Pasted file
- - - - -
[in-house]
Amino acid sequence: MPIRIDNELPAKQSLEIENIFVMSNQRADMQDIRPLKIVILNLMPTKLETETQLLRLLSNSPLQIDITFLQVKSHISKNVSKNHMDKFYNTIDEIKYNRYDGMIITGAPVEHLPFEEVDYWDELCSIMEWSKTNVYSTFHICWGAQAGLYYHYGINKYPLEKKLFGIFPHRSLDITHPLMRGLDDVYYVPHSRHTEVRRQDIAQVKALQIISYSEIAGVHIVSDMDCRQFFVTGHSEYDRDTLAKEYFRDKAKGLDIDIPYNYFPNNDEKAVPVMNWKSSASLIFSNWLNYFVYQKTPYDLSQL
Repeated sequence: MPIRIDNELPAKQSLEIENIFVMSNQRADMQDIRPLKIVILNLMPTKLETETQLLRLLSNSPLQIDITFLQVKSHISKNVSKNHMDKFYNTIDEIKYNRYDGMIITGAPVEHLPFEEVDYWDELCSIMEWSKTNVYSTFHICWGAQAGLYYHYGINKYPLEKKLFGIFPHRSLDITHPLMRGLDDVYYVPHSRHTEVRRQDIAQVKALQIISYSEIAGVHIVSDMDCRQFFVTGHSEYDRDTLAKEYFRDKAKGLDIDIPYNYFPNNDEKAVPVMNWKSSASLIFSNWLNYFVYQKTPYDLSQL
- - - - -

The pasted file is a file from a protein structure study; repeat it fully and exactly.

[in-house]
Amino acid sequence: MPIRIDNELPAKQSLEIENIFVMSNQRADMQDIRPLKIVILNLMPTKLETETQLLRLLSNSPLQIDITFLQVKSHISKNVSKNHMDKFYNTIDEIKYNRYDGMIITGAPVEHLPFEEVDYWDELCSIMEWSKTNVYSTFHICWGAQAGLYYHYGINKYPLEKKLFGIFPHRSLDITHPLMRGLDDVYYVPHSRHTEVRRQDIAQVKALQIISYSEIAGVHIVSDMDCRQFFVTGHSEYDRDTLAKEYFRDKAKGLDIDIPYNYFPNNDEKAVPVMNWKSSASLIFSNWLNYFVYQKTPYDLSQL
Repeated sequence: MPIRIDNELPAKQSLEIENIFVMSNQRADMQDIRPLKIVILNLMPTKLETETQLLRLLSNSPLQIDITFLQVKSHISKNVSKNHMDKFYNTIDEIKYNRYDGMIITGAPVEHLPFEEVDYWDELCSIMEWSKTNVYSTFHICWGAQAGLYYHYGINKYPLEKKLFGIFPHRSLDITHPLMRGLDDVYYVPHSRHTEVRRQDIAQVKALQIISYSEIAGVHIVSDMDCRQFFVTGHSEYDRDTLAKEYFRDKAKGLDIDIPYNYFPNNDEKAVPVMNWKSSASLIFSNWLNYFVYQKTPYDLSQL